In the last couple of months I have spent very little time playing SWTOR or WoW (beta or live), and with a couple of good reasons.  As you can see by the shiny new image on the left, I’ve been spending some time playing Diablo 3.   Of course, by some time, I mean a lot of time.  In the first ten days after release, I spent about four full days (100ish hours) in the game.  I have deleted a few characters and leveled a bit since then, but this is the result of those 100 hours (+20 hours spent since that point).

Diablo 3 Character List

The results of 5 days (120 hours) of Diablo 3.

After the first 10 days, I started a vacation that just recently ended. I spent a couple of weeks in Australia visiting my wife’s family, a couple of days introducing my family in California to my wife, and ended with a few weeks spent with my kids here in Alabama. Each part of the vacation was enjoyable and had some form of notable event (birthdays and a wedding).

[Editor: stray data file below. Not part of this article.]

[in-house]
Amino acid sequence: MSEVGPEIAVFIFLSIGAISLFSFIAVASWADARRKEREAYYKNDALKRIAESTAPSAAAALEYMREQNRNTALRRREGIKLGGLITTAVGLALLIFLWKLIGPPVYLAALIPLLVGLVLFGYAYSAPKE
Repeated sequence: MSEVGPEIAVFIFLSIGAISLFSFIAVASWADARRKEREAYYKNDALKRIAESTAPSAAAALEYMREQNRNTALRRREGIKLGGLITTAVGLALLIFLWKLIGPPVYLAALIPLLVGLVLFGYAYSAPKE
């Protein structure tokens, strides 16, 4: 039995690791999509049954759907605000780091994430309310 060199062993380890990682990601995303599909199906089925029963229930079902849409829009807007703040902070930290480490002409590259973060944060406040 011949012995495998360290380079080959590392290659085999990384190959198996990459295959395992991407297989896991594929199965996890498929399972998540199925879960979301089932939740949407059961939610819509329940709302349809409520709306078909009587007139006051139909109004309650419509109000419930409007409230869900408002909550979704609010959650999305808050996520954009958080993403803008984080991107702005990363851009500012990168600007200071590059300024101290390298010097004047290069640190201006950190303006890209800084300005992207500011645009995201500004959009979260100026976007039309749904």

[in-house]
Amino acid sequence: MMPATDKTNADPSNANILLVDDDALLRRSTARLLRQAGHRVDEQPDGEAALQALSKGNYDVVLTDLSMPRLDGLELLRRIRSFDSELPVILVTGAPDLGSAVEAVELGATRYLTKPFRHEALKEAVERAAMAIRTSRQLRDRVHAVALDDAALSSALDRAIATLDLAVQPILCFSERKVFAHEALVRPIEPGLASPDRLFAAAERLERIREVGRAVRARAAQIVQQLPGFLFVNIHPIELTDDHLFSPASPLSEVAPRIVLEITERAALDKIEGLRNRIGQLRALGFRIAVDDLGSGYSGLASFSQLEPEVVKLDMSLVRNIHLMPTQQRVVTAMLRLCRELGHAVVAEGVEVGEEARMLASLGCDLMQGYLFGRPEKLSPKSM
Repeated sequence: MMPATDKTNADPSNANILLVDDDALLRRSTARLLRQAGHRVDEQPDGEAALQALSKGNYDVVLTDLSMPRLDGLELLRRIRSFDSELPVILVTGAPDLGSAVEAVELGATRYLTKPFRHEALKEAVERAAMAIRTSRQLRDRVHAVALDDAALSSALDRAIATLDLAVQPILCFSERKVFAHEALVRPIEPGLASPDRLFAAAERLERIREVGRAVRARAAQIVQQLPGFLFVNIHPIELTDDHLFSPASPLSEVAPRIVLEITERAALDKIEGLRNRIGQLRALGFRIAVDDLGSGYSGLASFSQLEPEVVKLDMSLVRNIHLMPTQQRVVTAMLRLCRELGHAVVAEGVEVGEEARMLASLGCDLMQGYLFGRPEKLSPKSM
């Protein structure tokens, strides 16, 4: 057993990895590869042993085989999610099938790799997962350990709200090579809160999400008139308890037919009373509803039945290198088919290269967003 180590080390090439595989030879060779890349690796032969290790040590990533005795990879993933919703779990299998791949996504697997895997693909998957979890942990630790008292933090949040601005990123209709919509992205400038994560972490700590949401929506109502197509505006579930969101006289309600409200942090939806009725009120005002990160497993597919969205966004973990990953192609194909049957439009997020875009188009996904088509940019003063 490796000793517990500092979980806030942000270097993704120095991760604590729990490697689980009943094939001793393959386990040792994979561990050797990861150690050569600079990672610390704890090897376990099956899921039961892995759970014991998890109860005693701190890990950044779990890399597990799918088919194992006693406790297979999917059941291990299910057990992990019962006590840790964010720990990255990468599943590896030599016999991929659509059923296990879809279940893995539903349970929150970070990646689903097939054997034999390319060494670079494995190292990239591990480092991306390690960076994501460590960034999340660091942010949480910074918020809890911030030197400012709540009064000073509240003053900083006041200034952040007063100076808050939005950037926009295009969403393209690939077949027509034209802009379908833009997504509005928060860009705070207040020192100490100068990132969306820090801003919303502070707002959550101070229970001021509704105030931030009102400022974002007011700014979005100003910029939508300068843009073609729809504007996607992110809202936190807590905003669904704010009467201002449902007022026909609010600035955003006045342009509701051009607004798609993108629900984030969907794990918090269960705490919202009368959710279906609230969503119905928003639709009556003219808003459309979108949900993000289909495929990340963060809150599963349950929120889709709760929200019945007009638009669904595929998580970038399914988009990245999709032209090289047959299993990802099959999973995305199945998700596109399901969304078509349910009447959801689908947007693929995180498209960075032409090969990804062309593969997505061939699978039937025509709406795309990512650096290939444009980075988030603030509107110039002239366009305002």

The one thing that none of the parts of the vacation had was gaming, or not much anyway. Now that everything is back to normal, it’s time to change that.  In the next few days/weeks/months, I plan on spending time playing Diablo 3, experiencing the Guild Wars 2 beta (when it’s up), PvPing (and maybe finishing another 50) in SWTOR, and even some raiding in WoW (if we can coordinate everyone back to it, at least).  Another thing that’s definitely on the list is some upkeep on this blog (including new content and correcting URLs in some of the previous posted pages).

In a previous life (another post), I covered which crewskills to choose based on factors that were important (to me) at the time.  While the information contained therein is still accurate, there have been some changes to the game, and the way I play it, that make my previous decisions less ideal.

A quick recap of the key points of the last post:

  1. I chose 4 characters per faction per server (4 crafting crewskills).
  2. I valued mods over gear (moddable gear is a part of the leveling process).
  3. I wanted my characters to compliment each other and provide for each other through the leveling process.